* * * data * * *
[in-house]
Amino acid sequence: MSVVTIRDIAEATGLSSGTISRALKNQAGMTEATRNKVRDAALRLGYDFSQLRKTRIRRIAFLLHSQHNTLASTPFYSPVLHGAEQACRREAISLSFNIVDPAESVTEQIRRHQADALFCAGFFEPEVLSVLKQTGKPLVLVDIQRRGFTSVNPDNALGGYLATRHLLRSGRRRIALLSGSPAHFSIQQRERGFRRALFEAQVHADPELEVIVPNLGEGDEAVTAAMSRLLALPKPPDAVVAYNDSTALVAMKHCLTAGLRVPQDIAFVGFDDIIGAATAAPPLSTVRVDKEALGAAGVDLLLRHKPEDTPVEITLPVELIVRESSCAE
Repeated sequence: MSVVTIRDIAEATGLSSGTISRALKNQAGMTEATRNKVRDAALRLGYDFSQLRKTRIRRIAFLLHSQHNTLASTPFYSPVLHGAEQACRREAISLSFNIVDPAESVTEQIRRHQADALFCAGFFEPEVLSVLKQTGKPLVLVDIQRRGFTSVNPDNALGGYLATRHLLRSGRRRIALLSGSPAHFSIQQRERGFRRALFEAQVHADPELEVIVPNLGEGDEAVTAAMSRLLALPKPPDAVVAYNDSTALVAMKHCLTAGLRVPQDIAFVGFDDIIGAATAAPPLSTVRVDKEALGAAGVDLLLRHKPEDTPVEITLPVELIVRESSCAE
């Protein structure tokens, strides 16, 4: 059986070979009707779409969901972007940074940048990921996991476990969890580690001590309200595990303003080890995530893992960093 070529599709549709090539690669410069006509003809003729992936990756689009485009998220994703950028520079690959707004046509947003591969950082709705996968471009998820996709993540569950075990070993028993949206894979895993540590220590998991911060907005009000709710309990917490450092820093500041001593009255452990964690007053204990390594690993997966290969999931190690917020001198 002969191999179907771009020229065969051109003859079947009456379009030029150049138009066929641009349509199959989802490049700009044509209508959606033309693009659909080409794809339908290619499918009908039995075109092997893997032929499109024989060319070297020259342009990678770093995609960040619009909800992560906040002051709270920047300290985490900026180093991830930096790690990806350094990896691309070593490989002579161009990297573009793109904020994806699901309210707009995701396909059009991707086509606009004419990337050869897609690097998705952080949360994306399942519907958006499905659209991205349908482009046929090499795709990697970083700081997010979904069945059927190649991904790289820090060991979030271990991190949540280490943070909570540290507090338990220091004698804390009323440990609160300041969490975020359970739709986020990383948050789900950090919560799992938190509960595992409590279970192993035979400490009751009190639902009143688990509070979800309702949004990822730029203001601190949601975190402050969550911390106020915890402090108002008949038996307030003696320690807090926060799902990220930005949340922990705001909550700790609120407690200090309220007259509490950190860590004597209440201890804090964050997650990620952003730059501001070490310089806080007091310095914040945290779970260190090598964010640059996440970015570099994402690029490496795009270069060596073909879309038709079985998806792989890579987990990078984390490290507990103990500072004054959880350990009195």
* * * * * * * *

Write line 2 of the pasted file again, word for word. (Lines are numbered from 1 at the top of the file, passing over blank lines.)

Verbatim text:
Amino acid sequence: MSVVTIRDIAEATGLSSGTISRALKNQAGMTEATRNKVRDAALRLGYDFSQLRKTRIRRIAFLLHSQHNTLASTPFYSPVLHGAEQACRREAISLSFNIVDPAESVTEQIRRHQADALFCAGFFEPEVLSVLKQTGKPLVLVDIQRRGFTSVNPDNALGGYLATRHLLRSGRRRIALLSGSPAHFSIQQRERGFRRALFEAQVHADPELEVIVPNLGEGDEAVTAAMSRLLALPKPPDAVVAYNDSTALVAMKHCLTAGLRVPQDIAFVGFDDIIGAATAAPPLSTVRVDKEALGAAGVDLLLRHKPEDTPVEITLPVELIVRESSCAE